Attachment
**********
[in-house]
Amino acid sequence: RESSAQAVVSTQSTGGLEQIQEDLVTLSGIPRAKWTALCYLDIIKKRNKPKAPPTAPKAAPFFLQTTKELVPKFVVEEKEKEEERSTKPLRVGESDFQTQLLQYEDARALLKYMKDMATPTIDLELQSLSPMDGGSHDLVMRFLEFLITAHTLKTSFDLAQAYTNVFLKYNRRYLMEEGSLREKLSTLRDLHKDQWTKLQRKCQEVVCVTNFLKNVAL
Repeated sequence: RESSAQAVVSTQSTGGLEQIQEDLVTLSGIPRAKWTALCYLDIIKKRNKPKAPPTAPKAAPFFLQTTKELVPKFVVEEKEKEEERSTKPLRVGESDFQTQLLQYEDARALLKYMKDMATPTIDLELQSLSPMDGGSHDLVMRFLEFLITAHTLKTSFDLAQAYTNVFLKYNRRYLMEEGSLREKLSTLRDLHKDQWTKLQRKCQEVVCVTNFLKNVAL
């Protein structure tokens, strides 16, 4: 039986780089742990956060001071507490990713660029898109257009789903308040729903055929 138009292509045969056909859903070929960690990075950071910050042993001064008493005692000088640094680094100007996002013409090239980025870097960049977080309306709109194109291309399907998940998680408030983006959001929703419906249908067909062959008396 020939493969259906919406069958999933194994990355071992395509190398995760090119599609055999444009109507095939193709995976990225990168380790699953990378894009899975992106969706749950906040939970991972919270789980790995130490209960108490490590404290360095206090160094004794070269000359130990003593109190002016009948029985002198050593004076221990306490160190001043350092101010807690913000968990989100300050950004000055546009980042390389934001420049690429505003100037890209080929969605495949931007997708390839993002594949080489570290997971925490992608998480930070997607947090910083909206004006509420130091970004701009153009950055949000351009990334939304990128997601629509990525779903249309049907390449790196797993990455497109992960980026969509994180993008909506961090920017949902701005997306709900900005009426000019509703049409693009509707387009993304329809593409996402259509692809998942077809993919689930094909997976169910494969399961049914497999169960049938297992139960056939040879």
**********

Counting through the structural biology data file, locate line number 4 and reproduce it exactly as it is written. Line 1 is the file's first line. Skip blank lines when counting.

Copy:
């Protein structure tokens, strides 16, 4: 039986780089742990956060001071507490990713660029898109257009789903308040729903055929 138009292509045969056909859903070929960690990075950071910050042993001064008493005692000088640094680094100007996002013409090239980025870097960049977080309306709109194109291309399907998940998680408030983006959001929703419906249908067909062959008396 020939493969259906919406069958999933194994990355071992395509190398995760090119599609055999444009109507095939193709995976990225990168380790699953990378894009899975992106969706749950906040939970991972919270789980790995130490209960108490490590404290360095206090160094004794070269000359130990003593109190002016009948029985002198050593004076221990306490160190001043350092101010807690913000968990989100300050950004000055546009980042390389934001420049690429505003100037890209080929969605495949931007997708390839993002594949080489570290997971925490992608998480930070997607947090910083909206004006509420130091970004701009153009950055949000351009990334939304990128997601629509990525779903249309049907390449790196797993990455497109992960980026969509994180993008909506961090920017949902701005997306709900900005009426000019509703049409693009509707387009993304329809593409996402259509692809998942077809993919689930094909997976169910494969399961049914497999169960049938297992139960056939040879």